Tips from experts on how to write that all-important application essay
A great application essay presents a vivid, personal, and compelling view of you to the admissions committee. It offers you the chance to reveal your insight, personality, best qualities, and commitment. It also lets you demonstrate your writing and critical thinking skills.
By using these effective tips you will make sure that writing the college essay isn`t the most dreaded component of the application process at all.
- Collect and organize potential ideas for your essay`s focus. Make a list of your strength and outstanding characteristics. Write a second list of the accomplishments you are proud of and things you have done. Address real life events. Remember that the best essays are stories that matter to the writer.
- Write your essay in three basic parts: introduction, body, and conclusion. Do not exceed the required amount of words. Be concise. Work for a strong opening, otherwise the admission`s officer may not read the entire essay.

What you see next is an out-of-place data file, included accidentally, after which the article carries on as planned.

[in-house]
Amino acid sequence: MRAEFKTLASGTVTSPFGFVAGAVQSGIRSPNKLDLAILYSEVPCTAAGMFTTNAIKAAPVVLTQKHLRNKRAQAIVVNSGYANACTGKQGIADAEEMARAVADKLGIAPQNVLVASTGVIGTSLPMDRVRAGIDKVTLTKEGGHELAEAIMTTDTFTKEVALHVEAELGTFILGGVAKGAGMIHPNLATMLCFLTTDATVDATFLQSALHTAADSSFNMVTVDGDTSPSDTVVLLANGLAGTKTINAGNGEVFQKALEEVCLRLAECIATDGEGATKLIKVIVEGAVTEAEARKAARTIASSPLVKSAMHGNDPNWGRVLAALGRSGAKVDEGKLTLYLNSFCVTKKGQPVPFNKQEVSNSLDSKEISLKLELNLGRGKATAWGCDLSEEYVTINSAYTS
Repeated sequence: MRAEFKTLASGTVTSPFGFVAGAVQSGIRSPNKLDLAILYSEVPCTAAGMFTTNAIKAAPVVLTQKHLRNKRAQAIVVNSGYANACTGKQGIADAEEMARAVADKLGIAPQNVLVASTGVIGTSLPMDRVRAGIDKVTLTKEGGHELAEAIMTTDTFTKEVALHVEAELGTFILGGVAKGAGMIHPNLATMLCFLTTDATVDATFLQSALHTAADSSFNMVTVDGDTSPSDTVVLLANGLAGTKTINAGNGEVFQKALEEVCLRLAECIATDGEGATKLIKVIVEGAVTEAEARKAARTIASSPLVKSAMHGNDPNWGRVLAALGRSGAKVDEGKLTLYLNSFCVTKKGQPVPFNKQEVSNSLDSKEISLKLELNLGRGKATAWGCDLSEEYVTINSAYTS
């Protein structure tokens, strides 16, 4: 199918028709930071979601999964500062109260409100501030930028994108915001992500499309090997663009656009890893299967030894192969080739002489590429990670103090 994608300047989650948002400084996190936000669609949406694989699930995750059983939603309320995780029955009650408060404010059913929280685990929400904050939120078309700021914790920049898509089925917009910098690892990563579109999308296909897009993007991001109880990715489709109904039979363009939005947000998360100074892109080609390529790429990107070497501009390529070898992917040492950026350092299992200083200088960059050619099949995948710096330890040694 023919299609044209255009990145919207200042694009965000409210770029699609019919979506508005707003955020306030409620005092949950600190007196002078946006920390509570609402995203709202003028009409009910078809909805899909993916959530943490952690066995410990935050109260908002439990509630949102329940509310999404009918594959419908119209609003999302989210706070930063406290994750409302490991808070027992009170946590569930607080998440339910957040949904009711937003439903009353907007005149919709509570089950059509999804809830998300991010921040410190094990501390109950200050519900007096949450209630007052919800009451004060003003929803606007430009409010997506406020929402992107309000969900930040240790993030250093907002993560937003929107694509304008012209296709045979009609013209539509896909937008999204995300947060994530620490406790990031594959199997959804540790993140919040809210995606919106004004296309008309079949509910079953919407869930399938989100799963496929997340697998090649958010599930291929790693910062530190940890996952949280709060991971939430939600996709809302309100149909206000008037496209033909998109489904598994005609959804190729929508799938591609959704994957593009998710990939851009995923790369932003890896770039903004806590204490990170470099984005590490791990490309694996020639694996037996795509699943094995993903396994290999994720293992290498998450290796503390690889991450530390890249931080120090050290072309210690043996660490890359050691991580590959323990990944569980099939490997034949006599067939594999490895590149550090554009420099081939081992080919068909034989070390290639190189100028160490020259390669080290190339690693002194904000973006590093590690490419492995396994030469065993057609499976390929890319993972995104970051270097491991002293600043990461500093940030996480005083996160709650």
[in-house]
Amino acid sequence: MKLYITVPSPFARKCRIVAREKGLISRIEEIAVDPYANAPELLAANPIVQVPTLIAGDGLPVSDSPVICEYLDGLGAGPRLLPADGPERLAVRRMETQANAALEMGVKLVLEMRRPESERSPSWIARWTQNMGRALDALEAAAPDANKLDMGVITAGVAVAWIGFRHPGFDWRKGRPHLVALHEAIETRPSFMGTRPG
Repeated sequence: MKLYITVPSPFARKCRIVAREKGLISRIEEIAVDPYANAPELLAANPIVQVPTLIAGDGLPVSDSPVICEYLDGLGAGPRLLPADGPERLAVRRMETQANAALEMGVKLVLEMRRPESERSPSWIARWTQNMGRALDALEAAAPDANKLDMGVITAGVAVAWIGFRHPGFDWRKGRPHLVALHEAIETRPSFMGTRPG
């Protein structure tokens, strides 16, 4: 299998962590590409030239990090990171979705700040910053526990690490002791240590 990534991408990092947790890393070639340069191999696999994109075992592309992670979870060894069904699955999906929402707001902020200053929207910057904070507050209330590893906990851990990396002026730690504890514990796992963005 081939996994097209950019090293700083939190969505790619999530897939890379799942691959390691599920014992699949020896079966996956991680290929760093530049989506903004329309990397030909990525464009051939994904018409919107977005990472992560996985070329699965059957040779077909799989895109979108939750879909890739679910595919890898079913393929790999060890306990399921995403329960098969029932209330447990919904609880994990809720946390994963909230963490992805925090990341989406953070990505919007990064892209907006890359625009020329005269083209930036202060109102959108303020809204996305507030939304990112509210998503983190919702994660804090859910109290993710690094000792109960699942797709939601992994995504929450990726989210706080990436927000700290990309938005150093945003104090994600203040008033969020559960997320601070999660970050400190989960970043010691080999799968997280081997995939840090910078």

- Do not forget to include such things as exceptional achievements, leadership experiences, educational goals, community service involvement, choice of major, and ways you have associated with the college. Explain with knowledge and passion why you want to study at this particular college rather than at others.
- Use proper grammar and spelling. Use spell check or have your essay proof-read. Any grammatical error or a misspelled word can kill any essay.
- Avoid the overused topics (writing about how you overcame a hardship or learned the value of hard work).
- Get it into your mind that less is more. Sometimes the stories about the simplest things in life are the best topics.
- Your essay should be interesting to read. Be memorable, but not shocking or outlandish.
- Have your own voice. Be yourself, use natural language. Make sure the essay reflects you and not an idealized version of yourself.
- Develop your main idea with vivid and specific facts, events, quotations, examples, and reasons. Be specific. Avoid clichéd, generic, and predictable writing.
- Do not tell the admissions officers what you think they want to hear.
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